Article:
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Thread: FVIR: comparing brands

  1. #1
    DIY Junior Member
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    Default FVIR: comparing brands

    What is FVIR?
    Flammable Vapor Ignition Resistance is a technology developed for gas-fired water heaters that resists ignition of flammable vapors that may occur outside and in close proximity to a water heater as a result of the mishandling of flammable products.
    This ongoing, voluntary industry-approach to developing FVIR technologies calls for manufacturers to invest their own resources in new product designs and the methods to test them. The resulting efforts capitalize on the industry's extensive product and applications expertise.
    From Bradford-White website

    So, each manufacturer has their own system. From what I can gather its:

    Rheem/Ruud/Vanguard/Richmond/GE
    Whirlpools/U.S. Craftmaster/State/A.O. Smiths
    Bradford-White

    I read a post that said that if the FVIR activates on them it can destroy (some part?) which must then be installed by qualified technicians only.
    I also read that B-W makes a heater that can be reset rather than replacing parts.
    Are either of these things true?

    I need to know because I need to replace the 40 gal gas in my 2-garage. Its on a pedistal. I also refinish wood on a workbench about 10 feet away. If I spill mineral spirits, stain, acetone, etc on the workbench would it activate the FVIR?

    Which water heaters

    Water Heater Ratings
    Last edited by Terry; 03-15-2010 at 02:55 PM.

  2. #2
    Master Plumber Redwood's Avatar
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    Brad White its a no-brainer.

  3. #3
    Moderator & Master Plumber hj's Avatar
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    It will activate the FVIR, if the fumes get to the water heater and ignite inside the combustion chamber. i have not had any one activate their FVIR so far, so I am not sure which ones are repairable and which require a new water heater.

  4. #4
    DIY Member dargo's Avatar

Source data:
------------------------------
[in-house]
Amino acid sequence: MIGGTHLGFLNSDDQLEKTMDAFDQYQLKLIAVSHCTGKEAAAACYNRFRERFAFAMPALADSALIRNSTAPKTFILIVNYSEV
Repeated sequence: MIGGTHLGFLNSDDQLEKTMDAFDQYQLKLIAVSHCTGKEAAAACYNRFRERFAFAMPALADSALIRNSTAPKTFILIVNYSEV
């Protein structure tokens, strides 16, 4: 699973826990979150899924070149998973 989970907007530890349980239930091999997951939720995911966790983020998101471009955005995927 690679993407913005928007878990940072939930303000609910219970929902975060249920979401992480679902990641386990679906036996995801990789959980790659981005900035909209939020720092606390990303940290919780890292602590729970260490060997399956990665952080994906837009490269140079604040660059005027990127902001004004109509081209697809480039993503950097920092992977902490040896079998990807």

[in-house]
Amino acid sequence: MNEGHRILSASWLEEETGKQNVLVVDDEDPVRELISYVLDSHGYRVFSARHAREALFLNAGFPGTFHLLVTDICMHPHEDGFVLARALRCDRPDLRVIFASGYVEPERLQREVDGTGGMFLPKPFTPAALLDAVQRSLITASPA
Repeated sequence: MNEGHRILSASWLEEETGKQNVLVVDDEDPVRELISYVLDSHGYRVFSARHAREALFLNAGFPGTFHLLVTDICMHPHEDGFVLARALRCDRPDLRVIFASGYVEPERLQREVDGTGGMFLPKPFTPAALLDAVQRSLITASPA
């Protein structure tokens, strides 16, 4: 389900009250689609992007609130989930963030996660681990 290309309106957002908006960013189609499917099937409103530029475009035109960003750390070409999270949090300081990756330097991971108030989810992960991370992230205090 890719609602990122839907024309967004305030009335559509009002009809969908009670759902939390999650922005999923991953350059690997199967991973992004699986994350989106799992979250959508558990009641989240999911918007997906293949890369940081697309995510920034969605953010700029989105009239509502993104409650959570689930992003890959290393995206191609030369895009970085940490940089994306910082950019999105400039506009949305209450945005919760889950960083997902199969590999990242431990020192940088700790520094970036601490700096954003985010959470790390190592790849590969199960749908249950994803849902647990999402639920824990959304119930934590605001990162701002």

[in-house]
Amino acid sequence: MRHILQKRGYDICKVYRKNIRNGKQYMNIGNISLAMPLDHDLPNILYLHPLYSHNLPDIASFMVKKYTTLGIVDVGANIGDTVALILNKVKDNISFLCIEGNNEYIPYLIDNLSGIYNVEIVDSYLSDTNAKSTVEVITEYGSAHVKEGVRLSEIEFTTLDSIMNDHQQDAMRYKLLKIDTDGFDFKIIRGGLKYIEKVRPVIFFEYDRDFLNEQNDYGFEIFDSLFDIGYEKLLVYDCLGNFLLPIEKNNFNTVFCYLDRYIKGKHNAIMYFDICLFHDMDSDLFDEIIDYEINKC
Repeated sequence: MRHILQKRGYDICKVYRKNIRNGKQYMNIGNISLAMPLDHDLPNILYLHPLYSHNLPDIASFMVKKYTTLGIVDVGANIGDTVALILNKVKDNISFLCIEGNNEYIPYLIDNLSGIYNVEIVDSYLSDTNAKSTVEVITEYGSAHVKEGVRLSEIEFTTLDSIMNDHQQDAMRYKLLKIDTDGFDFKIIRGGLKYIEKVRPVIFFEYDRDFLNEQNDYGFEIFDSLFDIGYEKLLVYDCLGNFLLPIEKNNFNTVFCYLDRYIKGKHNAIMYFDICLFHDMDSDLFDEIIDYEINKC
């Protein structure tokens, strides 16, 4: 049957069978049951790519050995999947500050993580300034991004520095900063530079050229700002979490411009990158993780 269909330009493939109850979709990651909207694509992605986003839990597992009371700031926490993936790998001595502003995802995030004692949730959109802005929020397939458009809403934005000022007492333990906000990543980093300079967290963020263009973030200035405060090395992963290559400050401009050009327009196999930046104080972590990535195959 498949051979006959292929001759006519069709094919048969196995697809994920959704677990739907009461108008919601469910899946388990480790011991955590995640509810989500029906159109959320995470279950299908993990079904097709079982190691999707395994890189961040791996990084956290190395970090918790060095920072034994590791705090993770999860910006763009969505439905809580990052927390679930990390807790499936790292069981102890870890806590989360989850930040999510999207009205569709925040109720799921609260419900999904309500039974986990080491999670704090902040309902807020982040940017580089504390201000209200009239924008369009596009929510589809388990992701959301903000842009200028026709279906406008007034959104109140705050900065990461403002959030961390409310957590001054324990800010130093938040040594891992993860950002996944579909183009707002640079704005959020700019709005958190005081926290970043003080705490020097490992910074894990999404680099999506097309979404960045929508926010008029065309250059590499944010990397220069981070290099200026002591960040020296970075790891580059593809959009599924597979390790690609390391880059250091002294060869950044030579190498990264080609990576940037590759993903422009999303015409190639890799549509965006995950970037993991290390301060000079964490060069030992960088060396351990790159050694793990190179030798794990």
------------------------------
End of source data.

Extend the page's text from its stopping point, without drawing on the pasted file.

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    Funny, I have yet to have any FVIR work in my house...don't ask since I wanted to try. I also know many people that have no had issues with the brands above...Key for any unit is keeping it clean...you know like proper maintaince on a car, washer, dish washer, furnace.....

    I personally have had GE, AO smith and Rheem. I own two homes and I like AO smith up here in northeast Rheem down south (limited supply I feel).

  5. #5
    Moderator & Master Plumber hj's Avatar
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    The only FVIR problem I have personally seen was a customer who had an American with the non resettable FVIR which failed, but not because of a combustion issue. He fixed that with the retrofix kit from American. But I have not had any issue with any of the various brand heaters, i.e., BW, AO Smith, Ruud/Rheem, American, I have installed.
    Last edited by hj; 03-21-2010 at 07:53 AM.

  6. #6
    Plumber jimbo's Avatar
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    Rheem originally stated that if an "event" occurred, meaning the internal mini explosion which shuts the damper, then the WH must be replaced. With their design, this would never happen except when a real flammable vapor event occurred, and that is extremely rare. I am not sure, but I think now after 7 years exerience, they may offer to repair the unit rather than replace.

    Rheems and BW's do not have design problems which cause thermocouple failures, failure of pilot to stay lit, etc, which have plaqued AO Smith ( US Craftmaster ,Whirlpool, Kemmore, American, State, et al.)


    As far as " If I spill mineral spirits, stain, acetone, etc on the workbench would it activate the FVIR" :
    First, you should nevetr be using those materials in the vicinity of a gas burning appliance. The fact thay you and millions of us DO that, is the reason that drove the FVIR legislation. Most organic vapor fumes concentrate at floor level ( heavier than air). Something on your work bench, by the time the fumes wafted down, they may become dilute enough to not ignite.

    Mineral spirits and stains are somewhat less volitile, but acetone is very volitile and using that near a gas burning appliance is a bad idea!
    Last edited by jimbo; 03-21-2010 at 08:20 AM.

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